Biden and Erdogan met at the NATO summit in Vilnius, Lithuania, on Tuesday.
The leaders “discussed efforts to strengthen bilateral cooperation, welcoming the latest round of discussions in the strategic mechanism and exchanging views on defense and economic priorities,” the White House said in a readout of the meeting.
“They also discussed regional issues of shared interest, including their enduring support for Ukraine and the importance of preserving stability in the Aegean,” it added.
Erdogan later took to Twitter to share his perspective, stating, “In our meeting, we discussed our bilateral relations and cooperation opportunities in the field of security. I wish our contacts to be beneficial for our country.”
Biden spoke with Erdogan from Air Force One for nearly an hour on Sunday in a bid to break the impasse and avoid an embarrassing failure at the Vilnius summit. Erdogan abruptly dropped his opposition late Monday on the eve of the NATO get-together.
For months, Erdogan insisted on a crackdown in Sweden against members of Kurdish movements outlawed in Turkey, something the Swedish government says it has now done.
But speculation mounted over what other concessions Turkey extracted to give its green light.
Erdogan had demanded at the last minute that approval for Sweden in NATO would depend on Turkey being able to renew stalled membership talks with the European Union.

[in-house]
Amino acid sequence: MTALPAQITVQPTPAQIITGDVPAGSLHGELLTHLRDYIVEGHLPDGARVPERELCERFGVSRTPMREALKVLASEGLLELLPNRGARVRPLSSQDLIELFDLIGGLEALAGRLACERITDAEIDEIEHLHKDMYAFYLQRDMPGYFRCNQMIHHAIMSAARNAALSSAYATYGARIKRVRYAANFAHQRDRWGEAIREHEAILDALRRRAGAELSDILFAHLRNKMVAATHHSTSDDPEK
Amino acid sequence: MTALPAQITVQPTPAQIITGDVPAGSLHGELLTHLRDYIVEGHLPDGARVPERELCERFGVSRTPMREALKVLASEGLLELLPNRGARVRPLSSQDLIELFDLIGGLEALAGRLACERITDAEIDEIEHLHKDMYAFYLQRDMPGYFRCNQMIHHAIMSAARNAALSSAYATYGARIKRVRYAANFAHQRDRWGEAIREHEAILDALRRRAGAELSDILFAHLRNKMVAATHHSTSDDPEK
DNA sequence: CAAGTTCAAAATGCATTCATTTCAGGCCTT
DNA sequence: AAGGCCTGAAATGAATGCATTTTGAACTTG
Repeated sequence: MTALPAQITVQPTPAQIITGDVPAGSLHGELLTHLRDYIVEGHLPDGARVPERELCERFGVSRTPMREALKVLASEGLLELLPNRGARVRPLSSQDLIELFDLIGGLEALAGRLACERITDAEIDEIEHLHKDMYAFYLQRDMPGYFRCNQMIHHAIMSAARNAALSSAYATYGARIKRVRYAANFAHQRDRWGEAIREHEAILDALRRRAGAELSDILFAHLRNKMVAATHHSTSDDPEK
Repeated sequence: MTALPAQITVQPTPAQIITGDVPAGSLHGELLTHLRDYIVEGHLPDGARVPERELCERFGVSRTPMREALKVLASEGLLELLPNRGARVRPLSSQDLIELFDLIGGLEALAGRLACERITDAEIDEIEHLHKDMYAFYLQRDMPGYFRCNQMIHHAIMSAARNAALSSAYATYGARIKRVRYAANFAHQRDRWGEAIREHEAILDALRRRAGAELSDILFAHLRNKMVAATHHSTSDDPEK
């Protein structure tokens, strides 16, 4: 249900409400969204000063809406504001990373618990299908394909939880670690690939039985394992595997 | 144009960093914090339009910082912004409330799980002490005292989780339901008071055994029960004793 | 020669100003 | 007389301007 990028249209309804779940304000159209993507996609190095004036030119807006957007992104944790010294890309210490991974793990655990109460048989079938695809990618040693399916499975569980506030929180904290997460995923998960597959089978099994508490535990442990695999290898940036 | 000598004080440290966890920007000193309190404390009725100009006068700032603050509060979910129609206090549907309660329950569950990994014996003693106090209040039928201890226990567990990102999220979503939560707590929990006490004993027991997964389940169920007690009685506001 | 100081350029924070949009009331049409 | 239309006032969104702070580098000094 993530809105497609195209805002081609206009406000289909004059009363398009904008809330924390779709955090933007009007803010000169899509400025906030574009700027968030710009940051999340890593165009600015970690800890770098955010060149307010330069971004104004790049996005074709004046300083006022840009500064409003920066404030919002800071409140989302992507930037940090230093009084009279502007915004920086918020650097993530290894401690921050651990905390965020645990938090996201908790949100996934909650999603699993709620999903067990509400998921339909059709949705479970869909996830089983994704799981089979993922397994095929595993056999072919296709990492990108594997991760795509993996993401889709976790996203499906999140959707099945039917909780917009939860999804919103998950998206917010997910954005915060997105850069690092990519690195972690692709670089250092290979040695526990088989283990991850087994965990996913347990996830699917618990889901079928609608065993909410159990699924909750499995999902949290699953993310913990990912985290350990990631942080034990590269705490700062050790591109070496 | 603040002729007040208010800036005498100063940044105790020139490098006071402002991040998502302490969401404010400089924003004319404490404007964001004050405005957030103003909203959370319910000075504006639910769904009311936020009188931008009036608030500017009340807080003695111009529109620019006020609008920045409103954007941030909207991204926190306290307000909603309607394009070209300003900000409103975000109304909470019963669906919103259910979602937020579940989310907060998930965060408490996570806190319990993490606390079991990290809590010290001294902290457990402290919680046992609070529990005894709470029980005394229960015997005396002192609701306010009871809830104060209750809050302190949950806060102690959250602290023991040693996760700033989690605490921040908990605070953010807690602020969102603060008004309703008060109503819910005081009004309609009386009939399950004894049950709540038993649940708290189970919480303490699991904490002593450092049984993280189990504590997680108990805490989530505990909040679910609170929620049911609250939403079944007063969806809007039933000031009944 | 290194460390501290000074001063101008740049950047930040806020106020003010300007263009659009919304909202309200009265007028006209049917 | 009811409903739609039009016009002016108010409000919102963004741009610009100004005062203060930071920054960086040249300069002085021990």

Biden’s national security advisor, Jake Sullivan, stressed Tuesday that the US president has “been clear and unequivocal for months that he’s supported the transfer of F-16s,” seeing this as in the interests of NATO.
“He has placed no caveats or conditions on that in his public and private comments over the past few months. And he intends to move forward with that transfer in consultation with Congress,” he continued.
The White House is now “actively engaging” with Congress, where there has been significant opposition to allowing the sale, according to a source.
Sullivan said “we will work with the Congress on the appropriate timing for getting” the warplanes to Turkey. But he could not “speculate on the precise day it’s going to happen.”
The meeting came at a critical juncture as the NATO summit unfolded against the backdrop of the ongoing conflict in Ukraine.